Known as the Land of a Million Elephants, Laos has remained relatively untouched by mainstream tourism, making it an ideal destination to learn from and visit. This gem of Southeast Asia is known for its cuisine and culture! Read on to learn five facts we bet you didn’t know about this country.

1. Elephants Purr
Centuries ago, Laos was known as “Lang Xang,” which translates to “the Land of the Million Elephants.” Asian elephants have an important role in the history of the country, the culture, and its people. And while there are many interesting facts about this animal, one of the most shocking ones is that elephants purr! Just like a cat, an elephant makes this noise from the hollow cavity in their forehead to communicate with each other. It is a low, loud murmur that can be felt by those around it. Apart from the well-known trumpet, Asian elephants also make kissing noises and puffing noises. They also use their trunks like snorkels when they’re underwater!

2. Lemongrass
While in Lao you can see lemongrass growing in almost every garden. It is one of the most versatile ingredients in Lao cuisine as you can find it in drinks as well as salty, sweet, and sour dishes. Some of our favorites include lemongrass tea, cold and sweet, perfect for the Lao summer heat; chicken lemongrass, in which the lemongrass shoot is smashed and opened into a sort of basket that is then filled with chicken and deep fried; and lemongrass creme brulé, the perfect pairing of Lao and French cuisine. But the winner in our book is the lemongrass ice cream made by the Buffalo Dairy Farm!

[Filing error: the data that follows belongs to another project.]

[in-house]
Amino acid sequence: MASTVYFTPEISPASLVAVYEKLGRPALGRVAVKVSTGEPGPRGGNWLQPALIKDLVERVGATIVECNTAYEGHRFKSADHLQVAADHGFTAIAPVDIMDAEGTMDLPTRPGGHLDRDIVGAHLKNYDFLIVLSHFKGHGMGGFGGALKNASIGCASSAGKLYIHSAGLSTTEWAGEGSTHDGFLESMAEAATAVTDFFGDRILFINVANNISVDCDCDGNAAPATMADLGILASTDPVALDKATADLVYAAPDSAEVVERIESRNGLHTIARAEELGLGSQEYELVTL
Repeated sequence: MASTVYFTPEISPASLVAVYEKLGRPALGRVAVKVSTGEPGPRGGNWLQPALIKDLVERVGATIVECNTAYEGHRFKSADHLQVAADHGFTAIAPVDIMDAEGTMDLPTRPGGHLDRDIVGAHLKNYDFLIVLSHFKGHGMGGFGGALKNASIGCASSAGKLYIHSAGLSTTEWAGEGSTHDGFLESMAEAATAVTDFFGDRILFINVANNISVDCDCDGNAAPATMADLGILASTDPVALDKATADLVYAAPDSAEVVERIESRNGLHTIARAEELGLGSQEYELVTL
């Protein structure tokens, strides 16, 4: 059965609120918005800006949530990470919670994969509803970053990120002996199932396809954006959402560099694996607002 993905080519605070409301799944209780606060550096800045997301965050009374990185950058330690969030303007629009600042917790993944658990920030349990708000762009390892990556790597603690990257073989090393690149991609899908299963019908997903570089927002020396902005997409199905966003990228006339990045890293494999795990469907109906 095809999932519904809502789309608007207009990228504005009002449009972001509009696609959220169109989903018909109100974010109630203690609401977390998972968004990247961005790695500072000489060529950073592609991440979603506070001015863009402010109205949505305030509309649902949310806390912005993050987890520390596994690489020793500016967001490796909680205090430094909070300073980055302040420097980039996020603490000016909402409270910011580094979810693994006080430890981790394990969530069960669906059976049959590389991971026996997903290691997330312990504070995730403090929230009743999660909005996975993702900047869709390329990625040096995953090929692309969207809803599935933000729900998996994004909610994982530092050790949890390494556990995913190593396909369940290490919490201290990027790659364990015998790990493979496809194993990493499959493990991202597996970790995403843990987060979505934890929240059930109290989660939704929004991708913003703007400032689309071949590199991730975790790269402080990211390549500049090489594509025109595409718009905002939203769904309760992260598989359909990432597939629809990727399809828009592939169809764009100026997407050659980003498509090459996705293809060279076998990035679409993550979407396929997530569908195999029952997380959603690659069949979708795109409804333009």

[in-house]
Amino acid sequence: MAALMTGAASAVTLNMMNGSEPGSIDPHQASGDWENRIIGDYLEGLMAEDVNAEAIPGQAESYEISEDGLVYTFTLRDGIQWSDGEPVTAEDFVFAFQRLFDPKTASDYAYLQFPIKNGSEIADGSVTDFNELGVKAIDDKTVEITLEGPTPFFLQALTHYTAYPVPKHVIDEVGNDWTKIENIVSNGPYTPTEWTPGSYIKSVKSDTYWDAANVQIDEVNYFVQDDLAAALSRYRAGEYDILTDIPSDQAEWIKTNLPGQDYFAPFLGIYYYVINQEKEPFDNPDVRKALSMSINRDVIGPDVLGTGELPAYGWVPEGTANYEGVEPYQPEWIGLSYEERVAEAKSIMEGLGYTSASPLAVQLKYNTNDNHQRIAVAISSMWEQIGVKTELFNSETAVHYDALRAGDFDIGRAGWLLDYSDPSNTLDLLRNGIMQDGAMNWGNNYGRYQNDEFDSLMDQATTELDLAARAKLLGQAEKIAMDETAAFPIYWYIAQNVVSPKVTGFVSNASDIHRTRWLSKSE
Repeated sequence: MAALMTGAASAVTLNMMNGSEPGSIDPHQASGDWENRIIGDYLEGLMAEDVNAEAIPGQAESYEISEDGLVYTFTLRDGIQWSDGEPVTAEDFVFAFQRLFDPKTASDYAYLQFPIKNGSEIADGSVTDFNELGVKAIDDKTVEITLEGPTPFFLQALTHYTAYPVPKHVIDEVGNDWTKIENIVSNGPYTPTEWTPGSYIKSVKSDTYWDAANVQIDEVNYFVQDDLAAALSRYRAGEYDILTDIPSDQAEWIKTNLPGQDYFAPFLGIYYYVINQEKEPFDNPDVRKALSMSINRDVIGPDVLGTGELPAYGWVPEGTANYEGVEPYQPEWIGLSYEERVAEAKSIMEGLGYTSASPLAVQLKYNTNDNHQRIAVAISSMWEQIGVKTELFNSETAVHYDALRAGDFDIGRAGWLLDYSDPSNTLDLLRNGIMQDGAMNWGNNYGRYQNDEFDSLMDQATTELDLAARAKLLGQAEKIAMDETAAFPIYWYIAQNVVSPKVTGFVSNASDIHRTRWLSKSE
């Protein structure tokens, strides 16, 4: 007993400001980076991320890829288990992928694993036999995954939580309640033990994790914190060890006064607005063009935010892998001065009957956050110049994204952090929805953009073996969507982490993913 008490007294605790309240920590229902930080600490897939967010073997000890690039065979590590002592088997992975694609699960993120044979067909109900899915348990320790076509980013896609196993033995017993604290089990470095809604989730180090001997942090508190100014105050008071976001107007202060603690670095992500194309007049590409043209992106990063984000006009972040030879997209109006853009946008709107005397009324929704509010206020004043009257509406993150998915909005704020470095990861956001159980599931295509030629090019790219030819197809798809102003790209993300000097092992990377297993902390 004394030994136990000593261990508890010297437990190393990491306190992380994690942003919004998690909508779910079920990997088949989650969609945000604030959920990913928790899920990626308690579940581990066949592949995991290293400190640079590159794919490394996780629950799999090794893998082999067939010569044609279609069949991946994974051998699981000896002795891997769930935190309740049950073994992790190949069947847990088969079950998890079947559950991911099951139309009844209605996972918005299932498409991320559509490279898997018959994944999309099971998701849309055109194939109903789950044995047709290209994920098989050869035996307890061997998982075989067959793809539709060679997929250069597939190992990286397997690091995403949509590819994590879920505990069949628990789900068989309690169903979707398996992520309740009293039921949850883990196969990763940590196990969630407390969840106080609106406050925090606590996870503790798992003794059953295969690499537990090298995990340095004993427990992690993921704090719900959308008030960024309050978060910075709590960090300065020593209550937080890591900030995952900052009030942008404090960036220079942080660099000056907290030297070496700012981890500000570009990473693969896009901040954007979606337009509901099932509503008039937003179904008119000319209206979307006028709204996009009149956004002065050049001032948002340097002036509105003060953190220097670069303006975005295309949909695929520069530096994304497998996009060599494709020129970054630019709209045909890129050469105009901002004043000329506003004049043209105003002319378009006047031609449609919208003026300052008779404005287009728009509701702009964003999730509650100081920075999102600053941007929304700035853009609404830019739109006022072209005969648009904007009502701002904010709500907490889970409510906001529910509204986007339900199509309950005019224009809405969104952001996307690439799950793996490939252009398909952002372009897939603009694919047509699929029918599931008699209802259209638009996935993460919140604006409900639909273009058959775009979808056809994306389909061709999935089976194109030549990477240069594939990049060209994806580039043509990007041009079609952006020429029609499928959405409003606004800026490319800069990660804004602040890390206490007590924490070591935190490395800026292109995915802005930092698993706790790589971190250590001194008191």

3. No Cows in Laos, Only Buffalos
Speaking of the Buffalo Dairy Farm, it’s important to mention that cows are not a common sight in Laos. Milk, cheese, or beef are not on the local menus. Buffalos, on the other hand, are seen in every village since they are used to plow the rice fields. If you order something in a local restaurant that has beef, you are most likely eating buffalo—and you won’t know the difference! A few years ago two Australian women and their families moved to Laos to start the one and only Buffalo Dairy Farm. They have a model in which locals rent their buffalo to them. They care for the buffalo, help with getting the buffalo pregnant, take care of it during their pregnancy, and care for the first six months of the calf in exchange for milk. With this milk they have started a list of products that include cheese, caramel, and ice cream! A unique experience for the senses and a very interesting visit to learn about everything this animal has to offer.

4. Approximately 68 ethnic groups with distinct differences in languages and culture
Lao culture is so rich! When you travel through Laos, especially in the villages and small towns, you are able to hear, see, and interact with many different ethnic groups. While they all have different languages, almost everyone speaks Lao. One of the most interesting experiences is asking a local to help you learn to identify the textiles and symbols of each ethnic group. Having 68, it won’t be an easy task—but if you visit long enough you’ll probably be able to learn a few!

5. Boat Racing Festival
While Laos has many different festivals during the year, there are some that stand out and are celebrated nationally. The Boat Racing Festival is an ancient tradition that takes place once a year after Buddhist Lent has started. Skilled rowers coordinate their moves with chants and practice for weeks for this day. In Luang Prabang they compete in the Nam Khan River over the whole day looking to win honor for their village, recognition, and a lump sum of money for their team. These boats are kept at each village temple where they are stored during the rest of the year. The boats are sacred: they are carved out of one single tree, hand painted and adorned, and can hold up to 50 rowers.